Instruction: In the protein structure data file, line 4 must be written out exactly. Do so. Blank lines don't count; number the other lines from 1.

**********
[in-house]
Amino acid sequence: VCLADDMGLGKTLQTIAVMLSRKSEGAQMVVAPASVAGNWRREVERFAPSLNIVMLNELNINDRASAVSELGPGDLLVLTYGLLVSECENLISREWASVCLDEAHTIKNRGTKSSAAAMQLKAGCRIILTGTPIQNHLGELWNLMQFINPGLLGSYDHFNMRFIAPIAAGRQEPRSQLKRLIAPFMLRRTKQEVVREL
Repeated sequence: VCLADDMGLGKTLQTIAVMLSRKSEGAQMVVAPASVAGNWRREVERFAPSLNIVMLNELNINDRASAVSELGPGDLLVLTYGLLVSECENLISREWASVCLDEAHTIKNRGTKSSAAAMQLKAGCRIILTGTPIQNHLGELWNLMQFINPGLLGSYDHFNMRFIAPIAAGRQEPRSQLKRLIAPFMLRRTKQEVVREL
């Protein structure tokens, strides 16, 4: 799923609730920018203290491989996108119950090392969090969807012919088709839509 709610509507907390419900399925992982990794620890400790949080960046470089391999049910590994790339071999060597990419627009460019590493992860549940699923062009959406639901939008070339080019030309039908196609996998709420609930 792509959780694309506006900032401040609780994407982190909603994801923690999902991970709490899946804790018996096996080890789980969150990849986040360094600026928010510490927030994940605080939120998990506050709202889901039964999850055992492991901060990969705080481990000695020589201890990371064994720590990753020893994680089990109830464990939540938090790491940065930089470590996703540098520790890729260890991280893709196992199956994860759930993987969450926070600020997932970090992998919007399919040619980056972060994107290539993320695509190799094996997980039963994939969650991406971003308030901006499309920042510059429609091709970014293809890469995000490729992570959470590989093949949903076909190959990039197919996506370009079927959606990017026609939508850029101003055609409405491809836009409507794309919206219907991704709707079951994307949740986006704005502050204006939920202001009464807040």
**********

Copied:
């Protein structure tokens, strides 16, 4: 799923609730920018203290491989996108119950090392969090969807012919088709839509 709610509507907390419900399925992982990794620890400790949080960046470089391999049910590994790339071999060597990419627009460019590493992860549940699923062009959406639901939008070339080019030309039908196609996998709420609930 792509959780694309506006900032401040609780994407982190909603994801923690999902991970709490899946804790018996096996080890789980969150990849986040360094600026928010510490927030994940605080939120998990506050709202889901039964999850055992492991901060990969705080481990000695020589201890990371064994720590990753020893994680089990109830464990939540938090790491940065930089470590996703540098520790890729260890991280893709196992199956994860759930993987969450926070600020997932970090992998919007399919040619980056972060994107290539993320695509190799094996997980039963994939969650991406971003308030901006499309920042510059429609091709970014293809890469995000490729992570959470590989093949949903076909190959990039197919996506370009079927959606990017026609939508850029101003055609409405491809836009409507794309919206219907991704709707079951994307949740986006704005502050204006939920202001009464807040």